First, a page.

Skeletal muscle fiber
Skeletal muscle fibers are the how and why of black domination in explosive sports. This is something I’ve covered in depth. Type II fibers contract faster than type I. This has important implications for certain diseases that black men are more susceptible to. Though the continuous contraction of the fibers during physical activity leads to a higher disease susceptibility in black men—but not white men (Tanner et al, 2001). If you’re aware of fiber type differences between the races (Ama et al, 1986; Entine, 2000; Caeser and Henry, 2015); though see Kerr (2010’s) article The Myth of Racial Superiority in Sports for another view. That will be covered here in the future.
Nevertheless, fiber typing explains racial differences in sports, with somatype being another important variable in explaining racial disparities in sports. Two main variables that work in concert are the somatype (pretty much body measurements, length) and the fiber type. This explains why blacks dominate baseball and football; this explains why ‘white men can’t jump and black men can’t swim’. Physiological variables—not only ‘motivation’ or whatever else people who deny these innate differences say—largely explain why there are huge disparities in these sports. Physiology is important to our understanding of how and why certain groups dominate certain sports.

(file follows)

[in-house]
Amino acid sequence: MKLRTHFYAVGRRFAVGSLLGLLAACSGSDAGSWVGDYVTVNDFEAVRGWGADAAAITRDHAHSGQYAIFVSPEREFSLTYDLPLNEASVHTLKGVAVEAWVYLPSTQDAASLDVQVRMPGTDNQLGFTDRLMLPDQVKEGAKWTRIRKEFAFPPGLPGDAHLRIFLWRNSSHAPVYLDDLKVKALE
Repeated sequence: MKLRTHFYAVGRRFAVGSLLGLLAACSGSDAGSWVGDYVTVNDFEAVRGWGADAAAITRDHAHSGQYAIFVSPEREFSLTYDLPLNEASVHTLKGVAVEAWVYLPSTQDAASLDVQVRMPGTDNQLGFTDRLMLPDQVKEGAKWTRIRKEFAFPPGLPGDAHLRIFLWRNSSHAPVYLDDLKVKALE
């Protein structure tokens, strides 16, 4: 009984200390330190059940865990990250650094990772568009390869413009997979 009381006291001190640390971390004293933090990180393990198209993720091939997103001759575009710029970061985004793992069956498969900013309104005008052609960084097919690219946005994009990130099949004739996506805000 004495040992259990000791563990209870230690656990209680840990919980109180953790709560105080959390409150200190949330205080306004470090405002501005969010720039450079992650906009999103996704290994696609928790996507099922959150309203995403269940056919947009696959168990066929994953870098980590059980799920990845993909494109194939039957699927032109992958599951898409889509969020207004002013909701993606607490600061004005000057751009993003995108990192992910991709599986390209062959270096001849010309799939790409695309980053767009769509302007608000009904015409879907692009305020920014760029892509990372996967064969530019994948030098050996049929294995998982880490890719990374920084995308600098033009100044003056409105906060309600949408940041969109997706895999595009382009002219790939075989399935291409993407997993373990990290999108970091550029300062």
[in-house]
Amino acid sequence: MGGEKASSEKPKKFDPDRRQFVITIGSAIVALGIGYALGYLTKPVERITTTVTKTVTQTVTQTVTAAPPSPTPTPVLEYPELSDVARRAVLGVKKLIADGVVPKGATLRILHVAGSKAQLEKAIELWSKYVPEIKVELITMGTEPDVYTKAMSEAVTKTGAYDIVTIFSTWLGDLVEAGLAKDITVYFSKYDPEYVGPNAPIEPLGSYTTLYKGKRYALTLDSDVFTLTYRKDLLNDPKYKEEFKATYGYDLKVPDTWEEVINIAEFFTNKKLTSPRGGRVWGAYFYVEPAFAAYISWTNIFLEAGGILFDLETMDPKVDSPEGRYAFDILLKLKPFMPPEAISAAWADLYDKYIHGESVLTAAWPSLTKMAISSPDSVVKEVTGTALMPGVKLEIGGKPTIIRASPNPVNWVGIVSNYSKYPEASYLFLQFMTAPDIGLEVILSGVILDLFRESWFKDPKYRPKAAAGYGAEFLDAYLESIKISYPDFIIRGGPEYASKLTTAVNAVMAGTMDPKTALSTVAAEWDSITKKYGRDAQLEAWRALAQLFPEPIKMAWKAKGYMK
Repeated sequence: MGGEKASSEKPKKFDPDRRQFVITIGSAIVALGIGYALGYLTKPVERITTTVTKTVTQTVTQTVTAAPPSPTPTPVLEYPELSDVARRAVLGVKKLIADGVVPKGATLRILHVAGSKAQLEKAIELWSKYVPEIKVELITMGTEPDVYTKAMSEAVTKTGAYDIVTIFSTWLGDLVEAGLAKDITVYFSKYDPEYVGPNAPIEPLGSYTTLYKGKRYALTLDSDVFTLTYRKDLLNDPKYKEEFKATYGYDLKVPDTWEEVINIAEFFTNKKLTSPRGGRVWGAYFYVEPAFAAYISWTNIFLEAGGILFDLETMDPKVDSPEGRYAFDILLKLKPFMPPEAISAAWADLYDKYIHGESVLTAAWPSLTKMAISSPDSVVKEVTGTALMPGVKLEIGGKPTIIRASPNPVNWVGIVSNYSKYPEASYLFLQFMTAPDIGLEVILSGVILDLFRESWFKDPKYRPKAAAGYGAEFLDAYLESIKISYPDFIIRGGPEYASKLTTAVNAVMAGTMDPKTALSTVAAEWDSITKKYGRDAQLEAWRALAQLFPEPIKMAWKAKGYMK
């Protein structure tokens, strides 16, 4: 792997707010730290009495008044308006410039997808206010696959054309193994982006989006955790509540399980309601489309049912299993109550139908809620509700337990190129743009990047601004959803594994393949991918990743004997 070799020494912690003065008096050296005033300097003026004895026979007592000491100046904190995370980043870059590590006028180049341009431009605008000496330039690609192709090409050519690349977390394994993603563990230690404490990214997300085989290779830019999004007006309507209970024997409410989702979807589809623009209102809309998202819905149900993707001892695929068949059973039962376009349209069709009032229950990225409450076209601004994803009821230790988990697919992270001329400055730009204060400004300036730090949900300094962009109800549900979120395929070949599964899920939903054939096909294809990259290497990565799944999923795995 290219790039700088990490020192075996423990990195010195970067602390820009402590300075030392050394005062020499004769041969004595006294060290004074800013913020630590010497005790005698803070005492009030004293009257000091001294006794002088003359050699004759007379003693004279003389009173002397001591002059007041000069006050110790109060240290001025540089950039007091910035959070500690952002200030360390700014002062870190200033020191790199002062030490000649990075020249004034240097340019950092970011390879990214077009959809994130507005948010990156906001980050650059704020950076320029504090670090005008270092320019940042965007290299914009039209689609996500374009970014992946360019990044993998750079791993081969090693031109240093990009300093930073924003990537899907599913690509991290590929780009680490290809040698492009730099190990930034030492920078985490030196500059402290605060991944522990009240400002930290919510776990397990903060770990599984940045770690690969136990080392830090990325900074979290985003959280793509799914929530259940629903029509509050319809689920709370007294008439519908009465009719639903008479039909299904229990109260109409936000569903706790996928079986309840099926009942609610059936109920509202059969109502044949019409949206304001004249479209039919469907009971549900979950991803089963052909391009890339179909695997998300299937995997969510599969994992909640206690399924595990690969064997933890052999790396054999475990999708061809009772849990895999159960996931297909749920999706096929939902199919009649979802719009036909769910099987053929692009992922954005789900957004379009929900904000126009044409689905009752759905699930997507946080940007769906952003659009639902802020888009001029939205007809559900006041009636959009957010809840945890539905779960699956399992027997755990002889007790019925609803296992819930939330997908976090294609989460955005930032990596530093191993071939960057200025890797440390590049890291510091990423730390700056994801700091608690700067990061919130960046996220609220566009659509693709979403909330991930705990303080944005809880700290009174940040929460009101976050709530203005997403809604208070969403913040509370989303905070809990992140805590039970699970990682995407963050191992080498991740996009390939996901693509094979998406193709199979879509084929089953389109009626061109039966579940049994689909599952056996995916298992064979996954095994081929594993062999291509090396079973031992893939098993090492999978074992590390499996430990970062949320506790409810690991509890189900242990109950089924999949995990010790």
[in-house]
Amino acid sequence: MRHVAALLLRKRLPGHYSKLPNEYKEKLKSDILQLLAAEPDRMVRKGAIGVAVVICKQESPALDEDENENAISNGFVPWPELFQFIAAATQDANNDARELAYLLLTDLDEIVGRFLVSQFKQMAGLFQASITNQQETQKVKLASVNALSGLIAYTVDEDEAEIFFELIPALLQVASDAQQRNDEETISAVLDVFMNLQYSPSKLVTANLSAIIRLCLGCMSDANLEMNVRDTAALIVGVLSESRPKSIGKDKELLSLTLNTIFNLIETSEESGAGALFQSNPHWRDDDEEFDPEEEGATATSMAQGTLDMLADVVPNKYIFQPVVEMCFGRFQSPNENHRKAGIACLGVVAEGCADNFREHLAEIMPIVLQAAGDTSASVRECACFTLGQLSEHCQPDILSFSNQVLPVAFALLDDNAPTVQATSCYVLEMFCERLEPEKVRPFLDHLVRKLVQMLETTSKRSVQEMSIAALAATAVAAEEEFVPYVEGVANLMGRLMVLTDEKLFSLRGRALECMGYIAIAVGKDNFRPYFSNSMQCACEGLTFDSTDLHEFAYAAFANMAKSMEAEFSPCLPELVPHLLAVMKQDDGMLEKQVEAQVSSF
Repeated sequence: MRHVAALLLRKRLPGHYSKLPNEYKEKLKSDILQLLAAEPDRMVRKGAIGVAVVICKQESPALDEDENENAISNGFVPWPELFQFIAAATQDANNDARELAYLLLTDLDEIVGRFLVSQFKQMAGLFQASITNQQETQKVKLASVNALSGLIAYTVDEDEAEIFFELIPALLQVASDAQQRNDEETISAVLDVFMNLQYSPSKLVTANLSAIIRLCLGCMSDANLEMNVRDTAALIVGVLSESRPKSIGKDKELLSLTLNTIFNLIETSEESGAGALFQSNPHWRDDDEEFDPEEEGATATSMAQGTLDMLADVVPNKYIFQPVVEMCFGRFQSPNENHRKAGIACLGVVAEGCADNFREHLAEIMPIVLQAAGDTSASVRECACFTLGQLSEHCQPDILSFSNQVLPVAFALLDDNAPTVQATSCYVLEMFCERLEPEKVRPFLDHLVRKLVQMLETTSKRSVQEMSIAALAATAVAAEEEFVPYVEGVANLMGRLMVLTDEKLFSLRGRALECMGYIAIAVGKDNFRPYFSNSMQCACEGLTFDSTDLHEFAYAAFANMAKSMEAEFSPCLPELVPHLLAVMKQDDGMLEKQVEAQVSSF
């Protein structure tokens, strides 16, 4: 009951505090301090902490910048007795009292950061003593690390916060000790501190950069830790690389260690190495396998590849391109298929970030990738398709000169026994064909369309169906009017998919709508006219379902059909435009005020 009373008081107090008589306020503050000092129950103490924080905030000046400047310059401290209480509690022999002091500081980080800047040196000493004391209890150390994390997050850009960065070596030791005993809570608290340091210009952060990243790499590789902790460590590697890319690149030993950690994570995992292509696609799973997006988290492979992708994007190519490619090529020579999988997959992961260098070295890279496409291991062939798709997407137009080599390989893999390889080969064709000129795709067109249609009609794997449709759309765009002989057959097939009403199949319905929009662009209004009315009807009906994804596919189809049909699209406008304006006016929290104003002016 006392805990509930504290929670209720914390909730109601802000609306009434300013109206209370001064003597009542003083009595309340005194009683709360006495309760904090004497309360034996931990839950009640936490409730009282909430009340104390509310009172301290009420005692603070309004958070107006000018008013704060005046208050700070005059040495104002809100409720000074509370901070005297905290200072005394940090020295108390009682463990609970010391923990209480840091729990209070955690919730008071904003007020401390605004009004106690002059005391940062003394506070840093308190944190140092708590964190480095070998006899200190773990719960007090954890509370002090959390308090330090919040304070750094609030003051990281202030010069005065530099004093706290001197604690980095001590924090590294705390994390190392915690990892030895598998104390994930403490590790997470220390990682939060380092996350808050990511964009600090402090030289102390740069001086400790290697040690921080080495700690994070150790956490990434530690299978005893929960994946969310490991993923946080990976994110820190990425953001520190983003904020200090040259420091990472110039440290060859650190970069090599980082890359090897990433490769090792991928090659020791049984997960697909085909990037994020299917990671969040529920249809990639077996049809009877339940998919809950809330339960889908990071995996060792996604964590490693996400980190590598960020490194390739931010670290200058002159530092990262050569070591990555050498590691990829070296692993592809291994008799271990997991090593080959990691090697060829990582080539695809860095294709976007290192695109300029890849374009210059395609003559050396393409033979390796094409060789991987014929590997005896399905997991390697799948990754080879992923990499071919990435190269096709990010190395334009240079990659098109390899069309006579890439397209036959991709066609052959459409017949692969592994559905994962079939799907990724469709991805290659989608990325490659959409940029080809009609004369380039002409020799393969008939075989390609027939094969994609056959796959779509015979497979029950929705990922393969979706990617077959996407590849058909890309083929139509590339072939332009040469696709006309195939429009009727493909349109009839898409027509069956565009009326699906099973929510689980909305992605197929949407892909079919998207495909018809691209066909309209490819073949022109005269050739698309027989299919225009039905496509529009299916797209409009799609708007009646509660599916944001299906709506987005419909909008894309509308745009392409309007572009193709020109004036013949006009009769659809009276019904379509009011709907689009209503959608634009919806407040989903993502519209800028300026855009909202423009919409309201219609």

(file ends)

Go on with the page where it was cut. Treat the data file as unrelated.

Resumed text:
This is further compounded by differing African ethnies excelling in different running sports depending on where their ancestors evolved. Kenyans have an abundance of type I fibers whereas West Africans have an abundance of type II fibers. (Genetically speaking, ‘Jamaicans’ don’t exist; genetic testing shows them to come from a few different West African countries.) Lower body symmetry—knees and ankles—show that they’re more symmetrical than age-matched controls (Trivers et al, 2014). This also goes to show that you can’t teach speed (Lombardo and Deander, 2014). Though, of course, training and the will to want to do your best matter as well—you just cannot excel in these competitions without first and foremost having the right physiologic and genetic make-up.